eliminate junk from std.string?
Jonathan M Davis
jmdavisProg at gmx.com
Tue Jan 11 15:59:37 PST 2011
On Tuesday, January 11, 2011 15:29:54 Ary Borenszweig wrote:
> So what's a good use for aliases?
Oh, there's not necessarily anything wrong with aliases. The problem is if an
API has a lot of them. The typical place to use typedef in C++ is when you have
long, nasty template types which you don't want to actually have to type out,
and while auto and D's improved templates reduce the need for that sort of
typedef, I'm sure that folks will still want to use them for that sort of thing.
Personally, I've used them for three things:
1. When there's a templated function that you want to be able to call with a set
of specific names. A prime example would be get on core.time.Duration. It
properly genericizes dealing that functionality, but it would be annoying to
have to type duration.get!"days"(), duration.get!"hours", etc. all over the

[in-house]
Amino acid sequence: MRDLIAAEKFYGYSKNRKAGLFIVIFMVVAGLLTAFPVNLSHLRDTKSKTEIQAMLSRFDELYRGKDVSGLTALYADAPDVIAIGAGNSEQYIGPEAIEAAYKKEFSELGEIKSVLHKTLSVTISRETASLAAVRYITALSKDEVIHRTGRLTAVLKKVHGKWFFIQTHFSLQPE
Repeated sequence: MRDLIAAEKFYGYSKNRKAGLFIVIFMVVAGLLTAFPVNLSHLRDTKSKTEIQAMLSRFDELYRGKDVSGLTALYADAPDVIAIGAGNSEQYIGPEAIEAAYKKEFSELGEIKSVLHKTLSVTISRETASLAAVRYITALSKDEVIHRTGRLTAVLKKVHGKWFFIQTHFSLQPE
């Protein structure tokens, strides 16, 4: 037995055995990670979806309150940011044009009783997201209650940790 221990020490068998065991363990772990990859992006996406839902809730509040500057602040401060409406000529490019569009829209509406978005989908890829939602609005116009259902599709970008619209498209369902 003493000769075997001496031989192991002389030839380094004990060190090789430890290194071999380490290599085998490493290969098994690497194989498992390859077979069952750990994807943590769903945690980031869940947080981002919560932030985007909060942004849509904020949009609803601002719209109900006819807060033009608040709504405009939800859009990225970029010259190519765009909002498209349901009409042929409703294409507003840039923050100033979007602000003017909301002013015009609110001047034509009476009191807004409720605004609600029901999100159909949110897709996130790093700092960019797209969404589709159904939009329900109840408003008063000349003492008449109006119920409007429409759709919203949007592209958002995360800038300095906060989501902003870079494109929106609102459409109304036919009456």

place, so it aliases them to the properties days, hours, etc.
2. Deprecating a function name. For instance, let's say that we rename splitl to
splitL or SplitLeft in std.string. Having a deprecated alias to splitl would
avoid immediately breaking code.
3. In the new std.datetime, DateTimeException is an alias of
core.time.TimeException, so that you can use the same exception type throughout
the time stuff (std.datetime also publicly imports core.time) without worrying
whether it was core.time or std.datetime which threw the exception and yet still
have an exception type with the same name as the module as is typical in a
number of Phobos modules. So, you get one exception type for all of the time
code but still follow the typical naming convention.
However, none of these are things that I'd do very often. alias is a tool that
can be very handy at times, and I think that it's very good that we have, it but
using it all over the place is likely ill-advised - especially if all you're
really doing with it is making it possible to call the same function with
I'd say that, on the whole, aliases should be used when they simplify code or
when renaming functions or types, and you want a good deprecation path, but
other than that, in general, it's probably not a good idea to use them much.
- Jonathan M Davis
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